As much as I love this recipe as written desperate times call for desperate measures. These days #AmericaStrong we are all adapting to a new normal. Thankfully, this is a raid your pantry kind of recipe initially adapted from William-Sonoma’s web site. No puff pastry? No problem. Use any kind of pie dough or even a pre-made pizza crust, flour tortillas or naan…hey! it is an international situation we are in so be brave and use whatever. Same goes for fresh tomatoes. Any fresh vegetable will do, but if it is crunchy like broccoli, blanch it first. Onions? Caramelize them first. Canned tomatoes? Drain them and pat them dry. Same for cheese and herbs…just do you and don’t forget to plant some seeds.
freshly ground pepper, herb oil and freshly grated parmesan cheese
Heat an oven to 400°F. Line a baking sheet with parchment paper. Sprinkle both sides of tomatoes lightly with salt and place in a single layer on paper towels. Let them stand 15 to 30 minutes for paper towels to absorb some of their moisture.
Unfold the puff pastry sheet on a lightly floured work surface. Roll out into a 9-by-13-inch rectangle about 1/8 inch thick. Transfer the dough to the prepared baking sheet. Using a fork, prick (or dock) the pastry all over. Fold over 1/2 inch of the pastry all the way around the edge.
Arrange the tomatoes and cheese evenly on top of the pastry rectangle. Sprinkle evenly with the dill and some freshly ground black pepper. Drizzle with a little herb oil and parmesan.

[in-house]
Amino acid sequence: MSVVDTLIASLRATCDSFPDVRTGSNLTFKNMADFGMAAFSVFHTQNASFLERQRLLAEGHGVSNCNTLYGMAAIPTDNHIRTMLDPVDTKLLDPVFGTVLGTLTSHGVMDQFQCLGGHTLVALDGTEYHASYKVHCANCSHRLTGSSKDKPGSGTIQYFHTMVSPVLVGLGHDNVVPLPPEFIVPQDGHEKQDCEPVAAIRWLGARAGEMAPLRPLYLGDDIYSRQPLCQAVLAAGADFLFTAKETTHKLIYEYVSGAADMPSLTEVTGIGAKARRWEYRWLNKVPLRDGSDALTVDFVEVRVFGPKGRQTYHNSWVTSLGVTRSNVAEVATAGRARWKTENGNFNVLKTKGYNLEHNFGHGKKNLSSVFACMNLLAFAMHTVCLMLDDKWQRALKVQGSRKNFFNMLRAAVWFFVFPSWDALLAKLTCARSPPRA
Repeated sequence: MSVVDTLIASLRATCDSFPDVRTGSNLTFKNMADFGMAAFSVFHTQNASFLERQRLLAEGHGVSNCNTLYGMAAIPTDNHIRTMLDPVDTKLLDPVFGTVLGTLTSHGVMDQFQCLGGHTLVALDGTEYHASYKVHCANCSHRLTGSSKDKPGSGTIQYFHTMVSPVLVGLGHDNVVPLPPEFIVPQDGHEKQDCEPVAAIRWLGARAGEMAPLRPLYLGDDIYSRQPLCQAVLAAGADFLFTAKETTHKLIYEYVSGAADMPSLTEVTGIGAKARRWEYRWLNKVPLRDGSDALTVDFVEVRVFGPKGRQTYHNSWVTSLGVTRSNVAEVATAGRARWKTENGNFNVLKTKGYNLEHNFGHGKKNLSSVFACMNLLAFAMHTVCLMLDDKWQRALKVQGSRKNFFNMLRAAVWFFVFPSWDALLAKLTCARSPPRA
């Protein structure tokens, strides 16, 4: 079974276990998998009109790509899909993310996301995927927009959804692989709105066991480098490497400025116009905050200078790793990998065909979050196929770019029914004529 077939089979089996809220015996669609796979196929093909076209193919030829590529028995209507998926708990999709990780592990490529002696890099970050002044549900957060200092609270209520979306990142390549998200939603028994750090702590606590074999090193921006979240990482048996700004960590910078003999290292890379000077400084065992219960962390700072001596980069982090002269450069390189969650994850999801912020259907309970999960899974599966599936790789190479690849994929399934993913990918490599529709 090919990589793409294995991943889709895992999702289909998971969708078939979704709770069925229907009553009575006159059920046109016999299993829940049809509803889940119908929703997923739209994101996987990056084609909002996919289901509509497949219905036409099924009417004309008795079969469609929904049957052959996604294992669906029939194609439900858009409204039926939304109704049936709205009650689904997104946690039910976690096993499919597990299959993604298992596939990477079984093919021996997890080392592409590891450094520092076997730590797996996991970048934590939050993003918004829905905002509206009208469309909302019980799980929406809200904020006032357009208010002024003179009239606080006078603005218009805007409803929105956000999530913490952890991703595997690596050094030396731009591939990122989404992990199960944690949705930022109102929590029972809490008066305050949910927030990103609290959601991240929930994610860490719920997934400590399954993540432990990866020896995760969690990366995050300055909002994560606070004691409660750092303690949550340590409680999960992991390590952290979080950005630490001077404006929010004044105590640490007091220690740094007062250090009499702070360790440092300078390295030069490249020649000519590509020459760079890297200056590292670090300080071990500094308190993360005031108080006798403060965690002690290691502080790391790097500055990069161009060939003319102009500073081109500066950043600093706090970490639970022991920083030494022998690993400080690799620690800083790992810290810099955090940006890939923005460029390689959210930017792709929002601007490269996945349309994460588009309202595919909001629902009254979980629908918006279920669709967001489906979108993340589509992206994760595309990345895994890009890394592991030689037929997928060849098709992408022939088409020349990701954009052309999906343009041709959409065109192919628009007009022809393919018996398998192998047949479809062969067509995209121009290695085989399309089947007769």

Bake until the pastry is puffed and golden brown, about 20 minutes. Remove from the oven and transfer to a work surface. Cut the tart into pieces and serve.
Sous vide cooking is a girl’s best friend. Yes, a boy’s best friend, too. You see I cooked this incredibly delicious side-dish while I was out in the garden. It’s the beauty of sous vide…I don’t have to babysit the cooking process. Set it, forget it and get outside to soak up the vitamin D. Life is good and so is this butternut squash recipe.
I know. What the heck is black garlic molasses? It’s a complex flavor explosion in your mouth is what it is. Kind of like an orchestra of nutty, roasted garlic in harmony with savory and sweet dried fruit. A product of Japan it’s made from fermenting garlic and then slow-roasting the black garlic into this black gold molasses syrup. It’s expensive, but a little goes a long way.
Whenever vacuum sealing I recommend putting all liquid ingredients in the bottom of the bag. Fold the top of the bag back so not to get it wet or sticky with ingredients which could prevent the bag from sealing properly. Add the squash. The squash becomes like an obstacle so the vacuum sealer doesn’t draw the liquid up to high and into the machine. Just watch.
Now just drop the bag in your heated water bath and go do something fun for an hour……
When ready to serve just snip open the bag, pour into a serving dish and toss with a little green onion and cilantro. Perfectly fork tender and fragrant this side dish can pair well any protein, but equally as good served over rice as a main dish for my vegetarian friends.
Optional: add ¼ teaspoon toasted sesame oil to bag and then finish with a sprinkle of toasted sesame seeds.
Heat water bath to 170F. Place chili sauce, soy sauce, molasses and ginger in bottom of cooking bag. Add squash and vacuum seal bag. Cook for 45 minutes. Pour squash and sauce into a serving bowl. Add green onion and cilantro; toss. Serves 4.